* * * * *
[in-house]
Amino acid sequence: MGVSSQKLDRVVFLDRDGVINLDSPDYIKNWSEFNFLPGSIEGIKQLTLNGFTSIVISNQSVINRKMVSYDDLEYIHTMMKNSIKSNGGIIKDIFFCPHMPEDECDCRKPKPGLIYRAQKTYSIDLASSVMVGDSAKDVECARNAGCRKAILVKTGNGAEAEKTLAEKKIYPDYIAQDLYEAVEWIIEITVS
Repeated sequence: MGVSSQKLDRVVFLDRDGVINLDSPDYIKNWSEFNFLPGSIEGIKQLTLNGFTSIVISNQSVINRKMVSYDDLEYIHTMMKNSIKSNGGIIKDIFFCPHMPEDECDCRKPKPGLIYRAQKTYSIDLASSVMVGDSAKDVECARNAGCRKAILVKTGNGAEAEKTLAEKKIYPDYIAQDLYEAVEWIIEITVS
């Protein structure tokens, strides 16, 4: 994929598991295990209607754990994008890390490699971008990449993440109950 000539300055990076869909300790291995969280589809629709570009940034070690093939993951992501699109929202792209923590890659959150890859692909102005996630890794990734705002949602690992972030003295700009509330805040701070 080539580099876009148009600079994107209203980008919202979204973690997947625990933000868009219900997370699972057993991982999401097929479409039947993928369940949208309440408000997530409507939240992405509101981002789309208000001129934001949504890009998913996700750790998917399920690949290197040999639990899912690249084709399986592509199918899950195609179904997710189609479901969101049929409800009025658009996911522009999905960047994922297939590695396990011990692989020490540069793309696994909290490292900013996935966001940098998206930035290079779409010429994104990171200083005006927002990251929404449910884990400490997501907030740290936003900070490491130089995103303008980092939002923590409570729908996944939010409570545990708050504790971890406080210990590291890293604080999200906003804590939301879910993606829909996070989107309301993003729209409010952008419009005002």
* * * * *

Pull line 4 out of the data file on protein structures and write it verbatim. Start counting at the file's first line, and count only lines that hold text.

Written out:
């Protein structure tokens, strides 16, 4: 994929598991295990209607754990994008890390490699971008990449993440109950 000539300055990076869909300790291995969280589809629709570009940034070690093939993951992501699109929202792209923590890659959150890859692909102005996630890794990734705002949602690992972030003295700009509330805040701070 080539580099876009148009600079994107209203980008919202979204973690997947625990933000868009219900997370699972057993991982999401097929479409039947993928369940949208309440408000997530409507939240992405509101981002789309208000001129934001949504890009998913996700750790998917399920690949290197040999639990899912690249084709399986592509199918899950195609179904997710189609479901969101049929409800009025658009996911522009999905960047994922297939590695396990011990692989020490540069793309696994909290490292900013996935966001940098998206930035290079779409010429994104990171200083005006927002990251929404449910884990400490997501907030740290936003900070490491130089995103303008980092939002923590409570729908996944939010409570545990708050504790971890406080210990590291890293604080999200906003804590939301879910993606829909996070989107309301993003729209409010952008419009005002």